Another neighbour, who didn't want to be named after seeing the onslaught of hate against other residents on Facebook, said: 'We don't use the shop simply because I don't want to stand in the queue for three hours. It's a lot of traffic to get in as well and I don't think it's worth it.

'His shop is really controversial around here. However, I would personally rather he was there than sold it off to a developer which builds tonnes of new homes, we're really new to the area though so that could change.

'The thing is Diddly Farm Shop is so controversial because people don't want their pretty village blighted by this but that would be very different if there was parking, and enough of it, so it would be less chaotic here.'

Somebody else, who retired in the quiet village of Chadlington years before Jeremy Clarkson set up camp also didn't want to be named after another resident, who set up a petition to stop him building a restaurant, was subject to a campaign of harassment from Mr Clarkson's fans overseas.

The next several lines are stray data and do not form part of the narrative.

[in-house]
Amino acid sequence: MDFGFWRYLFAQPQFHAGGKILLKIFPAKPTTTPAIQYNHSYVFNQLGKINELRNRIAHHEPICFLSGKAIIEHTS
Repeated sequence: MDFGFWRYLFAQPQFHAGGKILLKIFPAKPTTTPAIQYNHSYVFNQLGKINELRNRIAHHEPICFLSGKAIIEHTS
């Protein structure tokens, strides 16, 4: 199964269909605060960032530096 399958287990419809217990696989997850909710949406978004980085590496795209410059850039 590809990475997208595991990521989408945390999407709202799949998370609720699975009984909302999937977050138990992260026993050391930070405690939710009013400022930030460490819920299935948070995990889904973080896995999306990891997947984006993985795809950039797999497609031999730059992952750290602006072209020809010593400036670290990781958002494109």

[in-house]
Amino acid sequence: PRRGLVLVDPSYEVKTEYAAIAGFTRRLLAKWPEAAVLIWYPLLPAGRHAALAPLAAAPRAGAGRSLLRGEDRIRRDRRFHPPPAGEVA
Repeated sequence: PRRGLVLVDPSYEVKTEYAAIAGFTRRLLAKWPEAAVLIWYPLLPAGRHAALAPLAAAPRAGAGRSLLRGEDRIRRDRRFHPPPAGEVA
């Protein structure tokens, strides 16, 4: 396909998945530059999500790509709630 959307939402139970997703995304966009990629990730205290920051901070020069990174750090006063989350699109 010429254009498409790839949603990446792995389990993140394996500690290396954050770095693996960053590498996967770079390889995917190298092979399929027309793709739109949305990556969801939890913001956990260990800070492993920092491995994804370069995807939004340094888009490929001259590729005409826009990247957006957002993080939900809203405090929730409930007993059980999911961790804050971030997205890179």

The attack became so personal that they were left 1* Google reviews on their business.

They said: 'We definitely would never, ever shop at Diddly Farm shop over any other shop. 

'He's meant to only sell produce from 12 or a 16 mile radius and that's part of the conditions of him building the shop, but he's used a loophole to get around that. 

'The honey is also £12.50 for the smallest pot, it's extortionate. That is actually made locally but it's not made for locals.

'The grass verges have been completely destroyed by the cars, and the thing is the car drivers park on either sides of the roads and then families walk down the middle of the road like it's a caravan park or pedestrianised, it's so dangerous. 

'Somebody is going to get hurt soon. There needs to be somewhere for them to park but I fear it's not going to be enough spaces for the thousands that show up.'